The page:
Keep New Times Free

Raw Food with Christopher Slawson

The raw food enthusiasts that have crossed my path in the past were just too evangelical for me to take in. I had respect for the food they prepared, it was interesting and tasty, but not compelling enough for me to aspire to in my own kitchen. I was willing to add a wheatgrass juice or seaweed salad to my diet, but not give up perfectly roasted anything.

Beyond vegan and vegetarian lifestyles, raw food devotees consume "living" food; vegetables, fruits, nuts, sprouted grains and legumes, and super foods like spirulina, seaweed and goji berries, never heated above 115 F. The simple health benefit in eating raw is the intact delivery of nutrients and enzymes to the body that are easily broken down in digestion and used for energy. Energy food, nutrient dense food, healing food were all descriptions I had heard or read. Then I met Chris Slawson a graduate of ASU and chef-owner of Christopher's Kitchen in Palm Beach Gardens Florida, who added the descriptive sexy food to the list. Now that caught my attention.

After the jump: eating raw and a recipe for chilled coconut curry thai soup.

Slawson grew up in Oregon and Hawaii, in a creative and health conscious environment. You know, the kid whose vegetarian family refrigerator housed the weird stuff. After graduating from ASU with a degree in business, Slawson moved to California, worked in commercial real estate and surfed. He switched to a raw food lifestyle "cold turkey" after experiencing the benefit of increased energy from trying raw meals. "Volunteering" ( aka work with no pay) at Terra Bella (now closed) in Redondo Beach he began to recognize making this food is what he loved.

Slawson quit real estate and continued to study the science of food and its effect on the body. He learned his "un-cooking" craft at Euphoria Loves Rawvolution in Santa Monica and Pure Food and Wine with Matthew Kenney in NYC. Moving to Florida to be close to family, he worked as a personal chef and caterer specializing with a raw menu. Encouraged and inspired by client feed- back, in January he opened Christopher's Kitchen.

On my recent visit, the restaurant was filled not only with athletic body types but families with kids eagerly chowing down on raw food tacos and pizza. For first time raw food customers, Christopher recommends starting off with juices and salads. His favorite ingredients are locally grown fresh herbs and a wide variety of sprouts.

His focus on ingredients use, integrity of the dish, eye appealing presentations and creation of outstanding flavor combinations make the diner forget they are eating something out of their norm. Bottom line, food has to be delicious, and our meal of sprouted flax chips and guac, sea vegetable salad, followed by a sampling of desserts made with imported Bali chocolate, was.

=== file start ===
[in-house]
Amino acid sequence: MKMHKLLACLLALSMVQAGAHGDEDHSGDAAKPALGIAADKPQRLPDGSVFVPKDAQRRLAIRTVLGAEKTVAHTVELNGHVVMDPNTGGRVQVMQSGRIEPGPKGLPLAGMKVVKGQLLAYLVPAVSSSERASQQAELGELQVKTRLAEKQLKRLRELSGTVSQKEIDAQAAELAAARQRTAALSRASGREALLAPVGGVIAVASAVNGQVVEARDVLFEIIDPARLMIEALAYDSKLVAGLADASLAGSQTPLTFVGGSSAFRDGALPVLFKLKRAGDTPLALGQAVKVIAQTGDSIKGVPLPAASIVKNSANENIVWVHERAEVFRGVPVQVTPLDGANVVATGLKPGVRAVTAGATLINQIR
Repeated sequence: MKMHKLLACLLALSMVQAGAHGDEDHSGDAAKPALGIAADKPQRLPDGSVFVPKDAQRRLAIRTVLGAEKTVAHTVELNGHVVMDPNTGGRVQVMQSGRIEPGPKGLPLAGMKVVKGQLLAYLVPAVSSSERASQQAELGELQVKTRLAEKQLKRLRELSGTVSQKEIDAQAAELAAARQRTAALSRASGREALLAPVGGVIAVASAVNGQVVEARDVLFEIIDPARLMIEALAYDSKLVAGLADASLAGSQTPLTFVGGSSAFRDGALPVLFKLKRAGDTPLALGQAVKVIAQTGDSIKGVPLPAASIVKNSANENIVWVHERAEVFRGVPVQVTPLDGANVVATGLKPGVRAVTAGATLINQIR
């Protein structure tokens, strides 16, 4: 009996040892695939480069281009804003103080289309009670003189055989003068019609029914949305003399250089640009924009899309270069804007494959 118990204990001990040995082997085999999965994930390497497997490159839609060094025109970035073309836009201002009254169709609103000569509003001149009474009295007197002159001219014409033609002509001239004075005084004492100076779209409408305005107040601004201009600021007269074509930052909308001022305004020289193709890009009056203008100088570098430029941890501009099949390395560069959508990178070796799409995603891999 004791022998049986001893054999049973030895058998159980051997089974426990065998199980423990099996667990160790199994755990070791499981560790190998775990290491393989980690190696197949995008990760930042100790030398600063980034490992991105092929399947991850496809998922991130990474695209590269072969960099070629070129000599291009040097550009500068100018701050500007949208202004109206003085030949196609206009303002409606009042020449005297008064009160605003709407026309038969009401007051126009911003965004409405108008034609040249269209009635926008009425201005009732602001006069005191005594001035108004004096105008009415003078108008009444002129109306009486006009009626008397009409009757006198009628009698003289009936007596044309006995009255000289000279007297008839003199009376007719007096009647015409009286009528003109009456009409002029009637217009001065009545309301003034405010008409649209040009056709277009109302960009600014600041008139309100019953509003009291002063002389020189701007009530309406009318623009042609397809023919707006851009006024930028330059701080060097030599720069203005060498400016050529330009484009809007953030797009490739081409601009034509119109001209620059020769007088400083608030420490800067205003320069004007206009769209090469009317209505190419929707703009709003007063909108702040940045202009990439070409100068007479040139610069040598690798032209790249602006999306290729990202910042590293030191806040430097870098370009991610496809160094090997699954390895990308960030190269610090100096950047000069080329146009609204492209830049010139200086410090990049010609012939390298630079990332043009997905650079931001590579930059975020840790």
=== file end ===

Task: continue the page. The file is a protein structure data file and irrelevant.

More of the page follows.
Juicers, commercial blenders, food processors and dehydrators make up the equipment in a raw food kitchen. Preparing the food is labor intensive and sourcing organic and superfood ingredients expensive. Christopher notes, "It is a challenge to be creative with food and not use the element of heat."

What does he say to people who claim vegan, vegetarian and raw food enthusiasts are full of it? "Like red states and blue states in politics, there are different worlds of cooking. It is hard to convince someone who is passionate about how they cook and the ingredients they believe in otherwise." was his calm reply.

Chilled Coconut Curry Thai Soup

I Support
  • Local
  • Community
  • Journalism
  • logo

Support the independent voice of Phoenix and help keep the future of New Times free.

In a vita mix blender
All organic ingredients

¼ cup fresh lemon
¼ cup fresh lime juice
2 tablespoon tamari
1 cup fresh carrot juice
1 cup chopped tomato
3 cups coconut water
2 cups coconut meat
7 pitted medjool dates
½ jalapeno
1 tablespoon curry powder
1 small handful fresh cilantro
3 inch piece fresh ginger
2 tablespoons hemp seeds
1 tablespoon flax oil
1/4 cup unrefined olive oil
pink himalayan sea salt to taste

Blend in a vita mix until smooth

Garnish with fresh red pepper, cilantro, avocado, black sesame seeds and dulse powder

Keep Phoenix New Times Free... Since we started Phoenix New Times, it has been defined as the free, independent voice of Phoenix, and we would like to keep it that way. Offering our readers free access to incisive coverage of local news, food and culture. Producing stories on everything from political scandals to the hottest new bands, with gutsy reporting, stylish writing, and staffers who've won everything from the Society of Professional Journalists' Sigma Delta Chi feature-writing award to the Casey Medal for Meritorious Journalism. But with local journalism's existence under siege and advertising revenue setbacks having a larger impact, it is important now more than ever for us to rally support behind funding our local journalism. You can help by participating in our "I Support" membership program, allowing us to keep covering Phoenix with no paywalls.

We use cookies to collect and analyze information on site performance and usage, and to enhance and customize content and advertisements. By clicking 'X' or continuing to use the site, you agree to allow cookies to be placed. To find out more, visit our cookies policy and our privacy policy.


Join the New Times community and help support independent local journalism in Phoenix.


Join the New Times community and help support independent local journalism in Phoenix.